The treatment for oral cancer may be surgery, radiotherapy, chemo or a combination of these options. Small, accessible tumours may be simply removed by lasers and perhaps treated with photodynamic therapy.
Oral cancer experts say that 75 per cent of oral cancers could be avoided by a healthy lifestyle and diet:
Eat a balanced diet rich in fiber, fresh fruits and vegetables, fish and dairy products which will provide all the essential nutrients
Brush twice every day (in the morning and before bedtime) and maintain proper oral hygiene habits.
Have a dental checkup every six months.

Oral Cancer Myths

There is no evidence to suggest that cancer grows more rapidly when “exposed to air” and I would not let this idea prevent potential life saving surgery.

Food additives are chemicals that help preserve, colour and flavour our food. Food grown in other parts of the world and shipped to Canada may contain preservatives. It is very unlikely that food additives cause cancer.

Food additives are chemicals that help preserve, colour and flavour our food. Food grown in other parts of the world and shipped to Canada may contain preservatives. It is very unlikely that food additives cause cancer.

You’re still more likely to die of a smoking-related disease than anything else – but the risk is lower than if you smoked more.Scientists call the risk ‘linear’. So smoking 20 cigarettes a day gives you a 50 per cent chance of dying from a smoking-related disease – cancer or heart disease or lung disease. Smoking two a day brings that risk down to 5pc – still the most dangerous thing a smoker will do in their life.Cigars are safer – but only if you don’t inhale, and they come with a higher risk of oral cancer.

While it is true that having a close relative, – mother, father, sister or brother – with oral cancer, may increase your risk, it does not automatically mean you will develop oral cancer.
In fact, although stress has been suspected as a risk factor in addictions, obesity, high blood pressure, peptic ulcer, colitis, asthma, insomnia, migraines, physiological disorders and a weakened immunity system, a connection to the development of cancer has not been proved. Stress has also not been linked to the return of cancer.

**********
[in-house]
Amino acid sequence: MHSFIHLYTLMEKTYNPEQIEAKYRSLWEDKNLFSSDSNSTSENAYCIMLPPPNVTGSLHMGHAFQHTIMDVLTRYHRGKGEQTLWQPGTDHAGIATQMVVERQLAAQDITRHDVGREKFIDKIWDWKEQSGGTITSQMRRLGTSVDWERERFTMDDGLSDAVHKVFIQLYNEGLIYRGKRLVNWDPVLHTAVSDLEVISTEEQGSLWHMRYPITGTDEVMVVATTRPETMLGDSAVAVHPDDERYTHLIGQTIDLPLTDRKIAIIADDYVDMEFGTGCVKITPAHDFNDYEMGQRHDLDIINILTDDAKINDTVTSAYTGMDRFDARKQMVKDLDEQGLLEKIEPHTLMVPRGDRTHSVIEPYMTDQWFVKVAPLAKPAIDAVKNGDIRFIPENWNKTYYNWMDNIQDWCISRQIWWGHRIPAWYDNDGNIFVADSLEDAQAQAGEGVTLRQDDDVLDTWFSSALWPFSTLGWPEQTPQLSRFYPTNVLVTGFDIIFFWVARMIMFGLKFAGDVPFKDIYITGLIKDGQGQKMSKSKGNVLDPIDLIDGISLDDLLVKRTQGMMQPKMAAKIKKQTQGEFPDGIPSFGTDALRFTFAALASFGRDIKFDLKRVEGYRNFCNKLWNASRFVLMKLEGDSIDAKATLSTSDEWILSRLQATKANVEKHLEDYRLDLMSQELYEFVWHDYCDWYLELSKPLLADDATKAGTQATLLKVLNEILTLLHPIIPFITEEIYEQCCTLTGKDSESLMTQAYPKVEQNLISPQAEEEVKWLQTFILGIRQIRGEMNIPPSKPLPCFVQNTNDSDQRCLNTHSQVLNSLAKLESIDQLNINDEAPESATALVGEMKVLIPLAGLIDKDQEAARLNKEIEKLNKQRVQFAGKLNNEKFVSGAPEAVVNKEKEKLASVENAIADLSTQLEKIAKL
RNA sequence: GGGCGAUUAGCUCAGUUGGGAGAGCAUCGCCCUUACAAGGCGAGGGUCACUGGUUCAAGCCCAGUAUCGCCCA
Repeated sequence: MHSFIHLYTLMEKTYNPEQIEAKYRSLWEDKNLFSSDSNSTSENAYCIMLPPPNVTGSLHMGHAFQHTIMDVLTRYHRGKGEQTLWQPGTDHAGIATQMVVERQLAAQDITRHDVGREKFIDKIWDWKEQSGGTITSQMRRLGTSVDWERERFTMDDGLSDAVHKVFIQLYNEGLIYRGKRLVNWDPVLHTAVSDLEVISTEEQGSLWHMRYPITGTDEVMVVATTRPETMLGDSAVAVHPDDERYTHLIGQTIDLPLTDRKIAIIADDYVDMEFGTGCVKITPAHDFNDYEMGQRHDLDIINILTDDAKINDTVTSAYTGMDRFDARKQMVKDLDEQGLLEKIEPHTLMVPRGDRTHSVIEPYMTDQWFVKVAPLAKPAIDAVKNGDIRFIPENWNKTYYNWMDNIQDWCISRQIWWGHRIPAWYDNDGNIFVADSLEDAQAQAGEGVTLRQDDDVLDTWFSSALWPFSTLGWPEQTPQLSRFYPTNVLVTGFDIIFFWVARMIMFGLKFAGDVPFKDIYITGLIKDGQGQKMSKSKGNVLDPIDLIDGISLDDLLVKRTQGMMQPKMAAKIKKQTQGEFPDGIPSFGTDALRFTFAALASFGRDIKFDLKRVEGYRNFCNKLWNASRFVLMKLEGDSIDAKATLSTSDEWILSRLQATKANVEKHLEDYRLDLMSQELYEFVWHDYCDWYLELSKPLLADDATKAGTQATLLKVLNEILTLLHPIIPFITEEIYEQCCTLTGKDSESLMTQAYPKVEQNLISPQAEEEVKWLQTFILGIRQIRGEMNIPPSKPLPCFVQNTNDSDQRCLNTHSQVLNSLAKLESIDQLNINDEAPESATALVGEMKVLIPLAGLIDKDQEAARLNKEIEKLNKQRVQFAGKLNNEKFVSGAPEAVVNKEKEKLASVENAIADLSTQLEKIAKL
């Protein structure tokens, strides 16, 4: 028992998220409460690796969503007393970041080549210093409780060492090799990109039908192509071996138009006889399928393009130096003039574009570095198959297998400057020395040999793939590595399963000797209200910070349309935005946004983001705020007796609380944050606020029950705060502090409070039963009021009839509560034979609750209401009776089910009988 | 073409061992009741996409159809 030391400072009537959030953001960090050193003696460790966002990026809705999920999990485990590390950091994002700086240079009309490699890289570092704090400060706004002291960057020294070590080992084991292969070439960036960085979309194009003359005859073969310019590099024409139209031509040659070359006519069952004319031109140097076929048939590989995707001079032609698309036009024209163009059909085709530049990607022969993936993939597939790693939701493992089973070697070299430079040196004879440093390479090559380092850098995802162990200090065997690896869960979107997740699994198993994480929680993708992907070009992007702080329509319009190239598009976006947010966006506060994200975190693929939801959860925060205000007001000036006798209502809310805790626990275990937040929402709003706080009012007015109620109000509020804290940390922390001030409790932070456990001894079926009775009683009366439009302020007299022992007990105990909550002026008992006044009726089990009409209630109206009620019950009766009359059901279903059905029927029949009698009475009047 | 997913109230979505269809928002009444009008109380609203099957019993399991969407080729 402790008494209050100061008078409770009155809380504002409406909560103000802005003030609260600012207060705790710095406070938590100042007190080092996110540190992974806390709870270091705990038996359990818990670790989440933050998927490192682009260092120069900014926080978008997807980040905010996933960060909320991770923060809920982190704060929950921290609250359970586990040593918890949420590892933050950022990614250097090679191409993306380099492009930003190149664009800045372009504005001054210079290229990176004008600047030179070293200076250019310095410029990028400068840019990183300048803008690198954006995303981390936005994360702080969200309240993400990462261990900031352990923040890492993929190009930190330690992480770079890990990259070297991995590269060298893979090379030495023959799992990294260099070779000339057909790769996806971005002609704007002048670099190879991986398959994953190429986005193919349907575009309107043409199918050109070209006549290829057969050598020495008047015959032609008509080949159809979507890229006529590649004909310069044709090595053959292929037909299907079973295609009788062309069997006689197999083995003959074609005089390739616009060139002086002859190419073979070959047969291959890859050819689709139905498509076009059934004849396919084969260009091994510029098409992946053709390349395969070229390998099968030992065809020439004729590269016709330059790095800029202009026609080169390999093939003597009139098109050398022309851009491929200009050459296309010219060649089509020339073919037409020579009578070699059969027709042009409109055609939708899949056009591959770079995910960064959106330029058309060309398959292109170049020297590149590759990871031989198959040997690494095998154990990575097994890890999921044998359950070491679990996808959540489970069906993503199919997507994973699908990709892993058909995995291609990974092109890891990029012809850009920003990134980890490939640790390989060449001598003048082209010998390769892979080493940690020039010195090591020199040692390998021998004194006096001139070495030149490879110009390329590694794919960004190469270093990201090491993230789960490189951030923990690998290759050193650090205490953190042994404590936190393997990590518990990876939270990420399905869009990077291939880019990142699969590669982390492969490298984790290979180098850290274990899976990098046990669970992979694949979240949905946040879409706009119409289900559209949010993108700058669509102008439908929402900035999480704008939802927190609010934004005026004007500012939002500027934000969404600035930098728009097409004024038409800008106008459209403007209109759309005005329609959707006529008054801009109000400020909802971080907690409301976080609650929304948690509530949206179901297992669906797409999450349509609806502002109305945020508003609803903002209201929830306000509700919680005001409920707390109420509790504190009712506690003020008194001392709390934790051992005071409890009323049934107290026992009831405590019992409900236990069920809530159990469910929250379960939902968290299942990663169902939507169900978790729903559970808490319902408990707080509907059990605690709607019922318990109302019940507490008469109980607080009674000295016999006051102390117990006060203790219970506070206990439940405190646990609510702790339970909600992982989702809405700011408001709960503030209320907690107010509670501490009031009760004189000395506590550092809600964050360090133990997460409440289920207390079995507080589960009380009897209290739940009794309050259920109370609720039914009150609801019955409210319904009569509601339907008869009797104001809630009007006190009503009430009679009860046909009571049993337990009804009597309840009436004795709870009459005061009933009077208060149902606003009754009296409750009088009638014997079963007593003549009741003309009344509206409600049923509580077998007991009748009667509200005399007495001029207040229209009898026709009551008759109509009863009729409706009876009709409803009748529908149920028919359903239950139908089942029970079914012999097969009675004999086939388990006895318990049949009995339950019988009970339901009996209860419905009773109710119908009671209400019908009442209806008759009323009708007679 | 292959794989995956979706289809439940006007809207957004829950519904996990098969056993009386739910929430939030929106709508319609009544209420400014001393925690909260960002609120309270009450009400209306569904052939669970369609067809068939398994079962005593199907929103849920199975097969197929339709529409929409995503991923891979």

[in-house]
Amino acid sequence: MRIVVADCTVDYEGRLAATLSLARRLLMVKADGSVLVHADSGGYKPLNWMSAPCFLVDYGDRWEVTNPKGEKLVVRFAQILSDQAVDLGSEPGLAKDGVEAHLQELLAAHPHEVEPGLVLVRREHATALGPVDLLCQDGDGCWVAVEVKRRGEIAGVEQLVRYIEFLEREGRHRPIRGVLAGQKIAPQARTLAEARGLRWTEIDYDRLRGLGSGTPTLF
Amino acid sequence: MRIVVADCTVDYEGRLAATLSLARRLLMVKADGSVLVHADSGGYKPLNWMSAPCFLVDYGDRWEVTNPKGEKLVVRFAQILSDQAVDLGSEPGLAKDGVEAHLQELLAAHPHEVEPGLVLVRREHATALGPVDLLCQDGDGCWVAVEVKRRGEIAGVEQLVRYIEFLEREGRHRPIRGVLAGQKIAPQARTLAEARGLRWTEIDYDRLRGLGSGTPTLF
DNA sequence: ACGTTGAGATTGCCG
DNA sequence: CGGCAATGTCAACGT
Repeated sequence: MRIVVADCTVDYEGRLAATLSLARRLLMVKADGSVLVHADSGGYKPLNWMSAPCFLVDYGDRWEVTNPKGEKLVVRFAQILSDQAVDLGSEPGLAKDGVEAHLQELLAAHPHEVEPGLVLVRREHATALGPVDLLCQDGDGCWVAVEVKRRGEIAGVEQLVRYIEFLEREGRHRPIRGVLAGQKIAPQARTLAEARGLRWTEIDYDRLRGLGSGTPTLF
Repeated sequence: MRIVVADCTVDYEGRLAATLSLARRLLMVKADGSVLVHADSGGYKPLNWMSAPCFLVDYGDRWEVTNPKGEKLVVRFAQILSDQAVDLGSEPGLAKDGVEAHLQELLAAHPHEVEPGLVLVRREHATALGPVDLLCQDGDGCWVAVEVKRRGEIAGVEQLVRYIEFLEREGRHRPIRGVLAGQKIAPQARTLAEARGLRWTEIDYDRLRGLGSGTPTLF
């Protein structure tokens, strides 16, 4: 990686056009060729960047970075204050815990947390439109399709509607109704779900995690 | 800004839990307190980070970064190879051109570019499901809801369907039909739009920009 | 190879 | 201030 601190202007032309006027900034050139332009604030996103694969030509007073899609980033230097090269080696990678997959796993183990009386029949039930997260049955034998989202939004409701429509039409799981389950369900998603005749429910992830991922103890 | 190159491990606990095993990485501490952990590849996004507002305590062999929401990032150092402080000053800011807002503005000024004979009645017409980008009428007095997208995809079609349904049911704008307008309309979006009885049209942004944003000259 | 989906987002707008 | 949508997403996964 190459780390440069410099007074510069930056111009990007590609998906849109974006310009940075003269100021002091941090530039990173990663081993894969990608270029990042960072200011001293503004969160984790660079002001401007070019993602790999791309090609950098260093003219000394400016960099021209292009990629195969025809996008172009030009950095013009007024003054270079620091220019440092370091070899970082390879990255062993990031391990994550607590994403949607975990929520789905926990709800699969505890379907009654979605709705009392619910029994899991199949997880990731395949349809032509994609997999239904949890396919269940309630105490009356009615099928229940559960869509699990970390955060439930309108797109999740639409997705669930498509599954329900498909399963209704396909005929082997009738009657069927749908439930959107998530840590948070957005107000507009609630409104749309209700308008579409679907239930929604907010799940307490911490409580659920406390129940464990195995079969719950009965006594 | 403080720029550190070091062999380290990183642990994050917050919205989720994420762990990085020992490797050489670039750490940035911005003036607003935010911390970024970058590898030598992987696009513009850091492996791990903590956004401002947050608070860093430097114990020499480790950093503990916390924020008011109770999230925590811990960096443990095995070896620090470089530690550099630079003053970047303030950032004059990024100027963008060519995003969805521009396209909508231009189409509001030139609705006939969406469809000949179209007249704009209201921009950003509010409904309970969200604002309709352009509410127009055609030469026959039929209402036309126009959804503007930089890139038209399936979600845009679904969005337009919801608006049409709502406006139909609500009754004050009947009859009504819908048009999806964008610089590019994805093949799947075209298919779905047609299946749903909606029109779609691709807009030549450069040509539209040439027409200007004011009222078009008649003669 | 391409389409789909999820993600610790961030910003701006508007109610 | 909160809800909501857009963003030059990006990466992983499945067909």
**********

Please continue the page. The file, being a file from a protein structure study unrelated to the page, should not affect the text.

Prevention is the key to staving off oral cancer. One of the biggest culprits is tobacco and alcohol use. Certain kinds of foods and even overexposure to the sun have also been linked to oral cancer. Some experts believe certain oral cancer risk factors are also hereditary.

A diet rich in fruits and vegetables is one of the best defenses against oral cancer. Maintaining good oral hygiene, and regular dental checkups, are highly recommended.

Oral cancer is sometimes associated with known risk factors for the disease. Many risk factors can be modified but not all can be avoided.

Tobacco and alcohol use: Tobacco use (cigarettes, pipes, cigars, and smokeless tobacco) is responsible for most cases of oral cancer. Alcohol, particularly beer and hard liquor, are associated with an increased risk of developing oral cancer. The risk of developing oral cancer is higher in people who use both tobacco and alcohol. Avoiding or stopping the use of tobacco decreases the risk of oral cancer. It is not known if stopping the use of alcohol decreases the risk of oral cancer.

Sun exposure: Exposure to sunlight may increase the risk of lip cancer, which occurs most often on the lower lip. Avoiding the sun and/or using a sunscreen or colored lipstick on the lips may decrease the risk of lip cancer.

Other factors: Some studies suggest that being infected with the human papillomavirus (HPV) may increase the risk of oral cancer.

Chemoprevention: Chemoprevention is the use of drugs, vitamins, or other agents to prevent or delay the growth of cancer or to keep it from coming back. Tobacco users who have had oral cancer often develop second cancers in the oral cavity or nearby areas, including the nose, throat, vocal cords, esophagus, and windpipe. Studies of chemoprevention in oral cancer are under way, including chemoprevention of leukoplakia and erythroplakia.